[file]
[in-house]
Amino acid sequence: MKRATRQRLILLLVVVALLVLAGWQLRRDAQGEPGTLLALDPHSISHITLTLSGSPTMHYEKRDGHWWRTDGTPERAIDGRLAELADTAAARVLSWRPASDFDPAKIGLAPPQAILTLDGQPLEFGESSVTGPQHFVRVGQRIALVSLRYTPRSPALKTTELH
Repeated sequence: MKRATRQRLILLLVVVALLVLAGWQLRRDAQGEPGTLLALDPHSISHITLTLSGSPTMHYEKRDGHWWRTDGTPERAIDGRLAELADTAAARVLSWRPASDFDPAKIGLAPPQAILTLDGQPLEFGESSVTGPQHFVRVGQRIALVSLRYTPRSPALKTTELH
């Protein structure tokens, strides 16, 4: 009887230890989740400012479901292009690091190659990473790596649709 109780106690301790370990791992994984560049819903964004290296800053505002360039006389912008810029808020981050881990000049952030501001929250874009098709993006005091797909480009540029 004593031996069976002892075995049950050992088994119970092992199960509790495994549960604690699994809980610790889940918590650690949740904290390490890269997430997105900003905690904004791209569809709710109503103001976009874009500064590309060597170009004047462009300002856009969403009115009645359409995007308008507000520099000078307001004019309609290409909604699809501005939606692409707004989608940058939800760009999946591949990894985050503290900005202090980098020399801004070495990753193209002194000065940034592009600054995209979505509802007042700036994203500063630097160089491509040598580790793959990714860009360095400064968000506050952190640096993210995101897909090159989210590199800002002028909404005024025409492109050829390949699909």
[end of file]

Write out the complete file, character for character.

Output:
[in-house]
Amino acid sequence: MKRATRQRLILLLVVVALLVLAGWQLRRDAQGEPGTLLALDPHSISHITLTLSGSPTMHYEKRDGHWWRTDGTPERAIDGRLAELADTAAARVLSWRPASDFDPAKIGLAPPQAILTLDGQPLEFGESSVTGPQHFVRVGQRIALVSLRYTPRSPALKTTELH
Repeated sequence: MKRATRQRLILLLVVVALLVLAGWQLRRDAQGEPGTLLALDPHSISHITLTLSGSPTMHYEKRDGHWWRTDGTPERAIDGRLAELADTAAARVLSWRPASDFDPAKIGLAPPQAILTLDGQPLEFGESSVTGPQHFVRVGQRIALVSLRYTPRSPALKTTELH
């Protein structure tokens, strides 16, 4: 009887230890989740400012479901292009690091190659990473790596649709 109780106690301790370990791992994984560049819903964004290296800053505002360039006389912008810029808020981050881990000049952030501001929250874009098709993006005091797909480009540029 004593031996069976002892075995049950050992088994119970092992199960509790495994549960604690699994809980610790889940918590650690949740904290390490890269997430997105900003905690904004791209569809709710109503103001976009874009500064590309060597170009004047462009300002856009969403009115009645359409995007308008507000520099000078307001004019309609290409909604699809501005939606692409707004989608940058939800760009999946591949990894985050503290900005202090980098020399801004070495990753193209002194000065940034592009600054995209979505509802007042700036994203500063630097160089491509040598580790793959990714860009360095400064968000506050952190640096993210995101897909090159989210590199800002002028909404005024025409492109050829390949699909």